July 27th, 2009 | Published in Stumpblog
In general, active mobility (warmup through movement, taking joints through increasingly full range of motion) is best done before workouts, and passive stretching (ie traditional stretch-and-hold type stretches) afterwards.
But how much passive stretching to do? A recent study suggests that a couple of 30-second passive stretches may be sufficient to decrease stiffness.
Ryan, Eric D, et al. Determining the minimum number of passive stretches necessary to alter musculotendinous stiffness. Journal of Sports Sciences, Volume 27, Issue 9 July 2009 , pages 957 – 961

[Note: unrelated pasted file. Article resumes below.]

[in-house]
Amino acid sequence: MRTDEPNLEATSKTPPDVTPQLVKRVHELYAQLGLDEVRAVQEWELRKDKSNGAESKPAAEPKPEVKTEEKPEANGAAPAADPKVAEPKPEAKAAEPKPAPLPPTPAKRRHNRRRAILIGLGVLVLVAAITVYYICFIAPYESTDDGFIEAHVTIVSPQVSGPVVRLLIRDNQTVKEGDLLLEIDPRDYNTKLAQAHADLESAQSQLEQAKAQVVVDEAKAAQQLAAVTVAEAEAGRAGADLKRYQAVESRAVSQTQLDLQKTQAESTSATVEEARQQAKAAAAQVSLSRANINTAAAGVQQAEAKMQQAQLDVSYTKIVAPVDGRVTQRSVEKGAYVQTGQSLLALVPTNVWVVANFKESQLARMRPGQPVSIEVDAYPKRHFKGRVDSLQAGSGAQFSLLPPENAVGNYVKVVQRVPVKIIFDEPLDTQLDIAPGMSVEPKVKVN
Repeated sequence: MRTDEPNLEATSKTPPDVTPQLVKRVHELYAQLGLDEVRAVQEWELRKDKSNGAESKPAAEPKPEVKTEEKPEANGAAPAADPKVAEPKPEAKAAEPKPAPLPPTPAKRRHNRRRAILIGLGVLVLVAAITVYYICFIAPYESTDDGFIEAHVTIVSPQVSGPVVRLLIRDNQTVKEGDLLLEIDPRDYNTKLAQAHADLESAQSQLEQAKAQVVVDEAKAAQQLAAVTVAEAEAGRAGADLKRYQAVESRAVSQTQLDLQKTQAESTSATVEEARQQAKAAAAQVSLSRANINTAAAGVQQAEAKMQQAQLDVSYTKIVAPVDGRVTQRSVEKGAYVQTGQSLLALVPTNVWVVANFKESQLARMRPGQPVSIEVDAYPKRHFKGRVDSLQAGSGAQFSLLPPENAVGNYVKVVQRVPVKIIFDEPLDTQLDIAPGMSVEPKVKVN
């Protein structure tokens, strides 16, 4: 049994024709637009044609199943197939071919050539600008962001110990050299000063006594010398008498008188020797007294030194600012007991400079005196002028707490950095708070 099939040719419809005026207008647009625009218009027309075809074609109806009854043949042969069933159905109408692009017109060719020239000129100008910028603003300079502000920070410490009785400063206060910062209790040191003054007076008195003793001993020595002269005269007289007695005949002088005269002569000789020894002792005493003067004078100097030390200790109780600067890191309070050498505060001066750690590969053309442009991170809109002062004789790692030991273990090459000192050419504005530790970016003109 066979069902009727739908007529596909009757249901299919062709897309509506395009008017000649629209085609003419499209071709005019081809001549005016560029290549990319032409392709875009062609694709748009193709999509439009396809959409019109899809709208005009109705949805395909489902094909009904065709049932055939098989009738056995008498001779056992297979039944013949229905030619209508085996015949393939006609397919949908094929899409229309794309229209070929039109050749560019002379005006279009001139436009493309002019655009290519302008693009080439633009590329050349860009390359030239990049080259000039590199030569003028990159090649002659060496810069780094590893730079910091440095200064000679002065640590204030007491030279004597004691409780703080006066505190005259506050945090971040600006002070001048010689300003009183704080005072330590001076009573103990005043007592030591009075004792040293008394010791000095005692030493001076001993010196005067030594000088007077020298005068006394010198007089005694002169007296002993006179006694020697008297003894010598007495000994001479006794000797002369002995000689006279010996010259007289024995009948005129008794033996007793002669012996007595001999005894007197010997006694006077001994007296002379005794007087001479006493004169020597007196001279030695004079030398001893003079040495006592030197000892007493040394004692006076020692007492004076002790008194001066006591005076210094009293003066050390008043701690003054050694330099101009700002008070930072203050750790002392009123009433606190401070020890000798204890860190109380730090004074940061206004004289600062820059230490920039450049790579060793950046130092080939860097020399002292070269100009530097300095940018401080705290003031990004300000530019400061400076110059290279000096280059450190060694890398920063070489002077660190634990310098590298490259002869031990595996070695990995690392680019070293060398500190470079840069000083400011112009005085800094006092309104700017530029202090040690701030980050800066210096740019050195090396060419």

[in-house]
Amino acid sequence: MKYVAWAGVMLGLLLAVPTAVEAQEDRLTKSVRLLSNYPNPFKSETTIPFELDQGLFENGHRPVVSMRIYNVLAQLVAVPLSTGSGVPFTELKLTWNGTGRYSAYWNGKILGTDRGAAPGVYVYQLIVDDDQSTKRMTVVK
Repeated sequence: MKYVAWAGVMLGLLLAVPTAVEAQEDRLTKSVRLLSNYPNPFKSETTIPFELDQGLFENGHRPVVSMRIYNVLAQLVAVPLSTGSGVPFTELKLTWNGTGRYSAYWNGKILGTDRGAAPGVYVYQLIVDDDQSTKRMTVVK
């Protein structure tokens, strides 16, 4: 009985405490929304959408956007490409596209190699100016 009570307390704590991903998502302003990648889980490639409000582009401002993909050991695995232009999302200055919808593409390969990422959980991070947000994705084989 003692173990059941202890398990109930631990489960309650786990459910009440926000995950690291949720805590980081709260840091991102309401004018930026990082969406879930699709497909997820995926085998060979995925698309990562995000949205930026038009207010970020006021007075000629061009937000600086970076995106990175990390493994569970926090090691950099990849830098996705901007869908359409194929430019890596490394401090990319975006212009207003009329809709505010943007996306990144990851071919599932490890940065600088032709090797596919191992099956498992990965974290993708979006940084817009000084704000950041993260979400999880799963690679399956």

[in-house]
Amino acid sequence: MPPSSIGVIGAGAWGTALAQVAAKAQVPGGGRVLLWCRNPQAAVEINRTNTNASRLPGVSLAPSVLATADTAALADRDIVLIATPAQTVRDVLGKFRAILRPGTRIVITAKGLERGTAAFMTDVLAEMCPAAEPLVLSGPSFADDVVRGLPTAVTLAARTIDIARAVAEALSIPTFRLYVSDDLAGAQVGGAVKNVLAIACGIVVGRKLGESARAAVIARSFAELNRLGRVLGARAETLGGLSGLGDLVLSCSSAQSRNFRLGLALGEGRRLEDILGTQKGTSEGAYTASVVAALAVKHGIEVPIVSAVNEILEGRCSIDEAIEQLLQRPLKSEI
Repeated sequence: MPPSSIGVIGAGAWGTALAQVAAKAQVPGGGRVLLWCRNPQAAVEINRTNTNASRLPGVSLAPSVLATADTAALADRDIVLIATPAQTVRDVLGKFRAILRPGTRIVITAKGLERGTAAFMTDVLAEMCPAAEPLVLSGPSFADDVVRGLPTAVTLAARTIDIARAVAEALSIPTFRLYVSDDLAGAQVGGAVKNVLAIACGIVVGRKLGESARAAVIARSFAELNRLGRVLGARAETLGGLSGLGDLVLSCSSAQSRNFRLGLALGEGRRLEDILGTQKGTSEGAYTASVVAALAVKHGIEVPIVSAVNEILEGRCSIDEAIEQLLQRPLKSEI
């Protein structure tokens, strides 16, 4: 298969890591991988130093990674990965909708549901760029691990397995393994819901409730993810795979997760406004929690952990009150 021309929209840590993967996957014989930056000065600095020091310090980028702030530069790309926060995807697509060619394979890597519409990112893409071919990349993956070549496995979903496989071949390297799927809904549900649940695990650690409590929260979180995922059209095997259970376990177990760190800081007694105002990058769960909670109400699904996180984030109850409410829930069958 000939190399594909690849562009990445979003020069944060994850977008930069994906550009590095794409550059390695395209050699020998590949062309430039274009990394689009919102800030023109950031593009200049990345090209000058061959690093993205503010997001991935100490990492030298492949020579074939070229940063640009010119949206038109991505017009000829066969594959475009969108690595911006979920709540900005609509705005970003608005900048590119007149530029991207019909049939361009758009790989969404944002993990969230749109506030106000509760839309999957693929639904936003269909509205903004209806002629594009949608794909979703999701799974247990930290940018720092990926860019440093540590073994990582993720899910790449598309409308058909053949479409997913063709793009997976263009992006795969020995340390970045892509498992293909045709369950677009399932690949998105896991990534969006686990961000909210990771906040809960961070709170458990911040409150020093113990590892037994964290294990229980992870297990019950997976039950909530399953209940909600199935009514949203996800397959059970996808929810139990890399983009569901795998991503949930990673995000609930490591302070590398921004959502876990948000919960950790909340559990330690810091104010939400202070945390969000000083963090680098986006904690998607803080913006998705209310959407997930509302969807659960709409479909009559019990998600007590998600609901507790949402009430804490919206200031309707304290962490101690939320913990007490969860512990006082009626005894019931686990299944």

In this study, we examined the minimum number of constant-torque passive stretches necessary to reduce musculotendinous stiffness. Thirteen healthy individuals (mean age 22 years, s = 3; stature 1.67 m, s = 0.1; mass 66 kg, s = 13 kg) volunteered to participate in the investigation and underwent four 30-s constant-torque passive stretches of the plantar flexor muscles. Musculotendinous stiffness was examined from the angle-torque curves generated prior to the passive stretches, at the beginning of each 30-s stretch, and immediately following the four 30-s passive stretches. The results indicated that musculotendinous stiffness of the plantar flexors was reduced following two 30-s constant-torque passive stretches (P < 0.05) compared with the pre- musculotendinous stiffness assessment. Musculotendinous stiffness remained depressed following the third and fourth stretches, but did not decrease further. These findings suggest that two 30-s bouts of constant-torque passive stretching may be necessary to cause a significant decrease in musculotendinous stiffness of the plantar flexor muscles.